I think there is one more factor that has hurt the value of this type: its small size. Let's face it, coin collectors are not getting any younger and the typical demographic of collectors who can afford a $30,000 Type Two gold dollar is over 55 and unable to see a coin this small without strong magnification.

Before closing, I'd like to address one point I raised earlier in this article. I mentioned that there is an aura of mystery around Gem Type Two gold dollars. How did a type that was virtually unknown in Gem thirty years ago become a coin that is featured for sale in every major auction these days? Part of it is certainly gradeflation but I think the answer is deeper than this. I don't know for certain but I think there is/was a hoard of high quality Type Two dollars that was quietly and brilliantly released into the market, a few at a time, for years. I don't know the specifics about it but how else can you explain a coin going from virtually unknown to nearly ubiquitous?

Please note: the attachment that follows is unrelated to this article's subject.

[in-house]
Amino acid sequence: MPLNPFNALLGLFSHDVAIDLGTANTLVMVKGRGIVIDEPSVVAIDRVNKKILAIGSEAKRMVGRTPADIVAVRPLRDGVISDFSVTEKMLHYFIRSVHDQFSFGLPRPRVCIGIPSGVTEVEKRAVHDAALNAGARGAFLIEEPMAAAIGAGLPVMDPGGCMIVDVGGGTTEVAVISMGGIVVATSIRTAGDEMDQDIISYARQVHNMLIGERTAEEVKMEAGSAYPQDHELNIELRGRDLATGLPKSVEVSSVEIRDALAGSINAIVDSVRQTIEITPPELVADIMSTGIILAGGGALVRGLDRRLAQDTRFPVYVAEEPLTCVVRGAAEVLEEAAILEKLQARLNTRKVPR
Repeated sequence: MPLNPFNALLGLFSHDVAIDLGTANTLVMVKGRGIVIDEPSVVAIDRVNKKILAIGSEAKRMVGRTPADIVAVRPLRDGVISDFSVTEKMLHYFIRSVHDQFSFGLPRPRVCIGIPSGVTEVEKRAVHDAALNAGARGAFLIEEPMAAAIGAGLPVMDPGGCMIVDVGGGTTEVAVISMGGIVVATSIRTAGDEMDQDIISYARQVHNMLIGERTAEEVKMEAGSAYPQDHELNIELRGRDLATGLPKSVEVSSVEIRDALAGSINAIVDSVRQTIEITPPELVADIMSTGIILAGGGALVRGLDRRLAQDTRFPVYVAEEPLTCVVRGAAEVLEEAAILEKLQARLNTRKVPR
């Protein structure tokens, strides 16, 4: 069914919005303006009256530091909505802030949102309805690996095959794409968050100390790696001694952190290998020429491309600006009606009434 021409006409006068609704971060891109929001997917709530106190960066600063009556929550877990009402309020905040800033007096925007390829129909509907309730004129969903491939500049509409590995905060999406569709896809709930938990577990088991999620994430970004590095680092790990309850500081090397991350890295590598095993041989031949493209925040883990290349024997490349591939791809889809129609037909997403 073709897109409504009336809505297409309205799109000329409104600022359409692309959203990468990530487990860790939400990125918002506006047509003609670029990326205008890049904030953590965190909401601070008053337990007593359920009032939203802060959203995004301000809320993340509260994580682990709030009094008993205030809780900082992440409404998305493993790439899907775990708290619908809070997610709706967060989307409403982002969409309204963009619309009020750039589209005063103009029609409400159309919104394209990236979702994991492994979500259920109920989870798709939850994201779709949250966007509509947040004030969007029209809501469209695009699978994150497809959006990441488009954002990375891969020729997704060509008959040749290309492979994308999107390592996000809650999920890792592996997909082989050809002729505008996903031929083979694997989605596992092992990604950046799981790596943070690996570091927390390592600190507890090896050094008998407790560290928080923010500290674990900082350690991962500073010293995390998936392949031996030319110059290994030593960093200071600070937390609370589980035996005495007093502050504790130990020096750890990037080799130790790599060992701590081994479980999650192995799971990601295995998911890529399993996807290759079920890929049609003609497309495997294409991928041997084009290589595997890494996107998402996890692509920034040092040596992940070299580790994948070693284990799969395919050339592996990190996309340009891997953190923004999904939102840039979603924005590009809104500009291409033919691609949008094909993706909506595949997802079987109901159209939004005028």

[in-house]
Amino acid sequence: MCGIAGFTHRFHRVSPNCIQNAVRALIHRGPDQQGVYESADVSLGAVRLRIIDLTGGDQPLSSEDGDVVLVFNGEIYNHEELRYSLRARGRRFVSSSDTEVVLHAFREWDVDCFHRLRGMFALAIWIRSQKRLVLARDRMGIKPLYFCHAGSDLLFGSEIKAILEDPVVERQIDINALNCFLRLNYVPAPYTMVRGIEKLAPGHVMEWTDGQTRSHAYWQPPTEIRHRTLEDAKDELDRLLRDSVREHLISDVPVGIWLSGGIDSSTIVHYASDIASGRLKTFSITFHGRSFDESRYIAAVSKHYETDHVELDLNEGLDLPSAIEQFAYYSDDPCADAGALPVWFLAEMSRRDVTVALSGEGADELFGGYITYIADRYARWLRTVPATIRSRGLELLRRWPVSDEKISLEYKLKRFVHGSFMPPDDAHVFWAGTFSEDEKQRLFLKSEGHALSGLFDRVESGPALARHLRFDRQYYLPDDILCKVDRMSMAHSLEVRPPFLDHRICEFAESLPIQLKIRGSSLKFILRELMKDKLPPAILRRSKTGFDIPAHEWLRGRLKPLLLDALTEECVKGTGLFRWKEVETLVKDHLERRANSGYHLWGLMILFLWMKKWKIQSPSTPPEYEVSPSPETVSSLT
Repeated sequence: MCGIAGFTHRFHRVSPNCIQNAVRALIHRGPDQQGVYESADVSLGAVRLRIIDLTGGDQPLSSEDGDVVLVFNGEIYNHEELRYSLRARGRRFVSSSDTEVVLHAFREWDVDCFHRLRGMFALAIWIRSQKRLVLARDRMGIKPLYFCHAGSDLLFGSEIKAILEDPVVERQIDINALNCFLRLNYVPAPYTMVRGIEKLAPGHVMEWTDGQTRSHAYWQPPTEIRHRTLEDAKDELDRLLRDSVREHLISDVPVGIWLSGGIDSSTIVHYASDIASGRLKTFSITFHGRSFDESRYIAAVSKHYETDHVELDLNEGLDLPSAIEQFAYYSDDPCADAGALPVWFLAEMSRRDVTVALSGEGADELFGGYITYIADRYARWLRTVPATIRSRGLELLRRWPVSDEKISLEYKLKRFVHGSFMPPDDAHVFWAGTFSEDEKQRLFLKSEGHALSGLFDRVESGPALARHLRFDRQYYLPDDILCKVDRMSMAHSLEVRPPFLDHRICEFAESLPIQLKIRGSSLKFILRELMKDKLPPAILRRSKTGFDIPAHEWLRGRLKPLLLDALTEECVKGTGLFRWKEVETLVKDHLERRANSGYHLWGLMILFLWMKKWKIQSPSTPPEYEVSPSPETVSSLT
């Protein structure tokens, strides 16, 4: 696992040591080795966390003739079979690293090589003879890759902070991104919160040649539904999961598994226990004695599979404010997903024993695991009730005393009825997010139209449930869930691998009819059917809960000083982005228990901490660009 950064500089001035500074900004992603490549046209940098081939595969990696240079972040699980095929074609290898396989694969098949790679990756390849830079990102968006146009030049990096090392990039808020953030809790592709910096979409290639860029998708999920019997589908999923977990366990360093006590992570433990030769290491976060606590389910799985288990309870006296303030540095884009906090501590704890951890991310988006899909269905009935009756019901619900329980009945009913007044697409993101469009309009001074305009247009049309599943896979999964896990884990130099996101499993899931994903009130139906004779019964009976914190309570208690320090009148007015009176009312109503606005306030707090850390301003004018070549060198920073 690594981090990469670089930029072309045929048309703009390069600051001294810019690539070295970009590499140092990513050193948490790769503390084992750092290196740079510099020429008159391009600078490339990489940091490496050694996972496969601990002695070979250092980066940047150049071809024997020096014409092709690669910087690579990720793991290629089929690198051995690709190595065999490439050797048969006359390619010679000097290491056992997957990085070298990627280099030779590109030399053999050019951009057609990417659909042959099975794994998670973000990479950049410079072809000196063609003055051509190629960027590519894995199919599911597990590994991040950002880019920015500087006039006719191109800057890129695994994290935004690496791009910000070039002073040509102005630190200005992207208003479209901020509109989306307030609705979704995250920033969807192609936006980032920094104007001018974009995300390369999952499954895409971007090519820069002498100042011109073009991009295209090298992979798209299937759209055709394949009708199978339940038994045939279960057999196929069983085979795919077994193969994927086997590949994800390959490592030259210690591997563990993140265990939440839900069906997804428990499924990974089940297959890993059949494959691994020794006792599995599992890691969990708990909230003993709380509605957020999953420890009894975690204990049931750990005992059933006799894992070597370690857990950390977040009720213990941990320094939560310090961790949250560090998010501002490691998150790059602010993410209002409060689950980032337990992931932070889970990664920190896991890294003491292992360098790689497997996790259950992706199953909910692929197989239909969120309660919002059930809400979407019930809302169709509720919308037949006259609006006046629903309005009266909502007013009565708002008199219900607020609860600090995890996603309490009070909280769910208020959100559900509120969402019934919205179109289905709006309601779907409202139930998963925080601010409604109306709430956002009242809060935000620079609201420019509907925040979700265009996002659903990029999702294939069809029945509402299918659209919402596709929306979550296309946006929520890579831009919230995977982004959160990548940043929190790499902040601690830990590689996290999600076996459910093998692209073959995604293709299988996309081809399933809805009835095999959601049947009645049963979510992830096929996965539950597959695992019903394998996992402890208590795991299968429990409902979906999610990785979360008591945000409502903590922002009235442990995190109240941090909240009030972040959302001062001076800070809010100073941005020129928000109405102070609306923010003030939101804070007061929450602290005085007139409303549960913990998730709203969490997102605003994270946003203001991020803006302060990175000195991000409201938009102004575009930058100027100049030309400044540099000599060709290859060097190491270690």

So what's my conclusion? Are Gem Type Two gold dollar undervalued or overvalued? Given the current state of the market, I'd have to pick overvalued. At $30,000 or so for a real Gem, they just don't seem like a good buy to me. At $15,000 for an MS65 I am certainly a buyer and maybe even at $20,000 for the right coin. But at $30,000 I'd rather have a nice, well struck 1855-D dollar in Choice AU or a properly graded MS63 1855-O dollar.

Currently Popular Gold Coin Rarities